- All CICS API calls were effectively "Shimmed" by OLIVER anyhow and checked for validity (If CEDF was also active, control would pass to it quite naturally while stepping through the API call).

It was possible to correct many errors and interactively alter the control flow of the executing application program while still running. This permitted more errors to be detected for each compilation (which, at the time, were often scheduled batch jobs with printed output, often requiring several hours "turnaround", before eventually re-loading the program (using CSMT/CEMT Newcopy) and retrying the failing transaction).

Whatever kind of program error was encountered, OLIVER always discovered it before actual execution took place and always (up to) the last 84 previous instruction locations were immediately available to diagnose the precise path leading to the specific error (true across linked modules of possibly mixed languages, dynamically loaded programs or even dynamically built runtime code). In the case of potential loops, it was possible to re-try until the next threshold was reached.

OLIVER additionally provided fully automatic storage protection features to prevent rogue applications from overwriting storage occupied by other applications ("storage violations", or buffer overflows), OLIVER included complete and automatic protection for CICS system tables and all other otherwise unprotected kernel code.

Instruction set simulator[edit]

OLIVER was an instruction set simulator that provided all functions through full simulation of the object code that was under total control of the OLIVER monitoring & execution engine (a form of 'type 2' hypervisor or virtual machine). OLIVER made extensive use of control tables in the execution engine to "reverse engineer" the target programs machine code to generate alternative, but fully protected, simulation code.

The simulation was deliberately limited to CICS application code and EXEC interface code (not the CICS kernel or operating system or hardware), including full instruction trace if required at machine code level. Oliver provided instruction path length metrics at any point during execution, providing a means Performance analysis to perform program optimization, that was important for time sensitive on-line transactions.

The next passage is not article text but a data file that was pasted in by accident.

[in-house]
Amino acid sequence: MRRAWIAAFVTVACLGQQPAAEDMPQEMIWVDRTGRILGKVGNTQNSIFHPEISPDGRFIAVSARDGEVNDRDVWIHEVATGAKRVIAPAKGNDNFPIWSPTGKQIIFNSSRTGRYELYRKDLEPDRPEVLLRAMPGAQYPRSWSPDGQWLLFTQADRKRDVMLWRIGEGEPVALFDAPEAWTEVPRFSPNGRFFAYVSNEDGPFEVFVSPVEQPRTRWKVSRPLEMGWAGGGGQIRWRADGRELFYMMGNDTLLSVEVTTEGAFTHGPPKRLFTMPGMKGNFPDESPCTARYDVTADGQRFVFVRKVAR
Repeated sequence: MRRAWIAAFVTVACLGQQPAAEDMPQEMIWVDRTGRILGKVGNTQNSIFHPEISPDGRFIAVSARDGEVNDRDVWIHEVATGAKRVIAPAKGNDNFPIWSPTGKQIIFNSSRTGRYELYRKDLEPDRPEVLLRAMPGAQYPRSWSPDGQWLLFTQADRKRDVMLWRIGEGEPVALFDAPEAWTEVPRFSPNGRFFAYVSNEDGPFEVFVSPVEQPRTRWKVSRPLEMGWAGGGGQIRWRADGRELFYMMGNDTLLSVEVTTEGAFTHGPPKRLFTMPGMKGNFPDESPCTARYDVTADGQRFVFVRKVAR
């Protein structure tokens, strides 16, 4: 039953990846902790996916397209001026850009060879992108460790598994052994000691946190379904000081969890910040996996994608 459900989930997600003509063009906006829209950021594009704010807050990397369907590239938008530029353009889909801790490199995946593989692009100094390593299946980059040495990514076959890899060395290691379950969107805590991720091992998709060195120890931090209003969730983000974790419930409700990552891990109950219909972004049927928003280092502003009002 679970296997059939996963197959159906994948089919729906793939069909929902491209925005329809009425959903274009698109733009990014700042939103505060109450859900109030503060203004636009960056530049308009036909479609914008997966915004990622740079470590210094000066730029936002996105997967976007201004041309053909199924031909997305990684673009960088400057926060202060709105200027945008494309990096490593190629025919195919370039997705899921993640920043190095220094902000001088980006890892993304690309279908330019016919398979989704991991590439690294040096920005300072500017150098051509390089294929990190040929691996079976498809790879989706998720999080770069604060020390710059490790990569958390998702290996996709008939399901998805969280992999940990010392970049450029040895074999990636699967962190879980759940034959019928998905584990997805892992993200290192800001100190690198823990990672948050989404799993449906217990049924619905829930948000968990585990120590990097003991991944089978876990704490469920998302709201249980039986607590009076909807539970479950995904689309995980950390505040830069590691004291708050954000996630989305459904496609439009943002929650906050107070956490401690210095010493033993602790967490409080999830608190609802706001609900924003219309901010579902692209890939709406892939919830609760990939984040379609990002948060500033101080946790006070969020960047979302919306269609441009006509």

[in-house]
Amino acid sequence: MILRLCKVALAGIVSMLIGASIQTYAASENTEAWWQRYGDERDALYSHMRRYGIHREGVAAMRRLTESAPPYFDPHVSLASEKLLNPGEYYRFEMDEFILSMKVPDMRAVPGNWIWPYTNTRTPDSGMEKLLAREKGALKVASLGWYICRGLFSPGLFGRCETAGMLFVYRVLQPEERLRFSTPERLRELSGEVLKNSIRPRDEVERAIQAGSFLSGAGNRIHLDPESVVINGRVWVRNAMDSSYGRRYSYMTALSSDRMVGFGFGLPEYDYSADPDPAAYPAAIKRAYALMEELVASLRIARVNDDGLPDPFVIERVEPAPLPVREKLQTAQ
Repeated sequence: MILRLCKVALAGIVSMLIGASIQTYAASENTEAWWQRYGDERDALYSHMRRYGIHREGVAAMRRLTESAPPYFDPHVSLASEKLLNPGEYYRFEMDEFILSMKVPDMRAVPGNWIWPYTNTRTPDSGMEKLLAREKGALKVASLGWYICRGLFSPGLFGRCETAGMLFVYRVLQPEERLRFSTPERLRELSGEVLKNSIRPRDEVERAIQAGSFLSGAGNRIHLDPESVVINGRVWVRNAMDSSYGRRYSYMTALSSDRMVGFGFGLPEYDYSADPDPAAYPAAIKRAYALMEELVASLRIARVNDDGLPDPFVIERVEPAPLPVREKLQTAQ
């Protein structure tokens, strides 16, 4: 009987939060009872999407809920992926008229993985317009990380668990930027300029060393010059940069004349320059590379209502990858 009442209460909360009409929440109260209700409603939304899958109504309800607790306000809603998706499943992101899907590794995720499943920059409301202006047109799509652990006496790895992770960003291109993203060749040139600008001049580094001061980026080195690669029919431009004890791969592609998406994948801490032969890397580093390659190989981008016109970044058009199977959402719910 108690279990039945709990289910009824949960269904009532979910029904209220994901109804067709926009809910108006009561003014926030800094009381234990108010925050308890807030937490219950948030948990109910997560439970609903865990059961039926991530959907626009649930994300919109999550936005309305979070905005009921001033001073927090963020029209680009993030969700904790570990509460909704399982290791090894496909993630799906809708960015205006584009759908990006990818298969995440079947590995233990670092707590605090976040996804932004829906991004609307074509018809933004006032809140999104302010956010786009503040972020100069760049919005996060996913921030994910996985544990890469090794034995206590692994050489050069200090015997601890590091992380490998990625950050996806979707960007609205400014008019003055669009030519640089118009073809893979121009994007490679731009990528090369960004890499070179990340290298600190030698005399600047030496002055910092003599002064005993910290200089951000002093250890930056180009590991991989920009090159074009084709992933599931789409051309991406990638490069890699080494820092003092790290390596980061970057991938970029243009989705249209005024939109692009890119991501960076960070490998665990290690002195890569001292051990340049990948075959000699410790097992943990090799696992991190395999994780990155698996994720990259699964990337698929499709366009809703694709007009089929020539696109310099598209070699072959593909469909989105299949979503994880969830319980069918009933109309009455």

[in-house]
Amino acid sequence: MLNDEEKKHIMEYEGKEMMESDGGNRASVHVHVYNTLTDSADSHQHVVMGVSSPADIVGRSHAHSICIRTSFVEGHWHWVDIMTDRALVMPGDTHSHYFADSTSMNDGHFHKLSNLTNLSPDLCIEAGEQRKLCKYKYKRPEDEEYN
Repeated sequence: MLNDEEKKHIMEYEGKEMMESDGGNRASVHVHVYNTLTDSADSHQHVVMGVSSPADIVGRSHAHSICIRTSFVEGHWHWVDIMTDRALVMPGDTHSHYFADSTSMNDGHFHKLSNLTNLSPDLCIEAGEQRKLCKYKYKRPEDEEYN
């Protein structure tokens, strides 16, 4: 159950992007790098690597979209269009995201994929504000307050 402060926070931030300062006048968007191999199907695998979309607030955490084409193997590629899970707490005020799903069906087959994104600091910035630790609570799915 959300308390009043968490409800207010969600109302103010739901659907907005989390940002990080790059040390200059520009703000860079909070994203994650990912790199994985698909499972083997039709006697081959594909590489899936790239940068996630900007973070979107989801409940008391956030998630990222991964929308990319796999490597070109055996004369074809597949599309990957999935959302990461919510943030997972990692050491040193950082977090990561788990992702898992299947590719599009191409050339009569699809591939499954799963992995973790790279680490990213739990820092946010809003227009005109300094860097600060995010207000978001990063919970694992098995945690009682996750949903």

Non-invasive breakpoints[edit]

OLIVER was fully quasi-reentrant, allowing application programs to be "paused" at different breakpoints by multiple users simultaneously and was entirely "non-invasive" to the targeted application's object code (i.e. did not modify the run time program memory to provide breakpoints). This technique allowed later hardware protected CICS application programs to be monitored with essentially no change to the OLIVER kernel code - unlike many of its competitors - which had used invasive techniques which would no longer work for these programs because of the operating system program protection.

Conditional pause[edit]

It was also possible to halt execution according to the state of memory or registers, enabling more targeted break-points (than simply pausing before a particular instruction every time it is executed).

Examples: Pause if -

  • Register 5 = X'0000000A"
  • filename = "File10"

Remote debugging[edit]

OLIVER also permitted debugging of programs executing on "remote" terminals using a Master/slave technique and also debugging of asynchronous tasks associated with CICS transient data files that had no display terminal available.

Examples of commands[edit]

program name display "program" (source or disassembly)
(line command) "P" Pause at this line (before execution)
(line command) "H" hold display of this associated data line (watch)
"-" show dissassembled program
"+" show source program
(3270) PA1 key execute single stmt/instruction
(line command) "L" display memory at this address (hyperlink)
"Stmt" switch to statement animation
"trace" provide full instruction trace to CSSL TD queue

See also[edit]

Further reading[edit]

External links[edit]